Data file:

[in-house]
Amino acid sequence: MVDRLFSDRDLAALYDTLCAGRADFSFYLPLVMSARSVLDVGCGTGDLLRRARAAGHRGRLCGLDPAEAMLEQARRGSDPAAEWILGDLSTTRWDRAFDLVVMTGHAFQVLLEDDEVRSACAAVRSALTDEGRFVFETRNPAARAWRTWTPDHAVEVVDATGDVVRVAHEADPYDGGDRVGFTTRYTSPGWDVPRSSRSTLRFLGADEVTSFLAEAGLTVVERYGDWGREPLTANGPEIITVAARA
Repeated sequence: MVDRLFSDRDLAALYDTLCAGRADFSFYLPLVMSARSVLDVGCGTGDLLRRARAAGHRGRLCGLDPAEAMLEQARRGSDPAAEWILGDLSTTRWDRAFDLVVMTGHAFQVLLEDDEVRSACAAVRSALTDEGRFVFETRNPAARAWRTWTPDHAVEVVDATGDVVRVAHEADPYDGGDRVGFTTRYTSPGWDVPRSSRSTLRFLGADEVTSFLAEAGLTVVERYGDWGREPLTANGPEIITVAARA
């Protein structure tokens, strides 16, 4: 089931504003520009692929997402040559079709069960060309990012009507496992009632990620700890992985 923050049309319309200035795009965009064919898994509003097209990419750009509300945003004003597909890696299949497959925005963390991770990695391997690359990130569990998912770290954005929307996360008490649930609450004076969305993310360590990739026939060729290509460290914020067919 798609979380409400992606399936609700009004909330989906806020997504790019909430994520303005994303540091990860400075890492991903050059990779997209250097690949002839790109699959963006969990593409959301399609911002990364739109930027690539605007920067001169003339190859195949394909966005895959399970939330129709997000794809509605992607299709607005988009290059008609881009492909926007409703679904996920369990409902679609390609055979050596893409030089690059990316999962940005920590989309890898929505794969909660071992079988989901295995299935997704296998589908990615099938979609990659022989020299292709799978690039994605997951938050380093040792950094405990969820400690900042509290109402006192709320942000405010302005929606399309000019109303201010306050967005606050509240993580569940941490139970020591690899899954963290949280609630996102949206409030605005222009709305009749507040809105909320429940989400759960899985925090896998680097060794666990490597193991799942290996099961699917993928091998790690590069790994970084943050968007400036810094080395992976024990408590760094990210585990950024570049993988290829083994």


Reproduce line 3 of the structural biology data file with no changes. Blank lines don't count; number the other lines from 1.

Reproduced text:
Repeated sequence: MVDRLFSDRDLAALYDTLCAGRADFSFYLPLVMSARSVLDVGCGTGDLLRRARAAGHRGRLCGLDPAEAMLEQARRGSDPAAEWILGDLSTTRWDRAFDLVVMTGHAFQVLLEDDEVRSACAAVRSALTDEGRFVFETRNPAARAWRTWTPDHAVEVVDATGDVVRVAHEADPYDGGDRVGFTTRYTSPGWDVPRSSRSTLRFLGADEVTSFLAEAGLTVVERYGDWGREPLTANGPEIITVAARA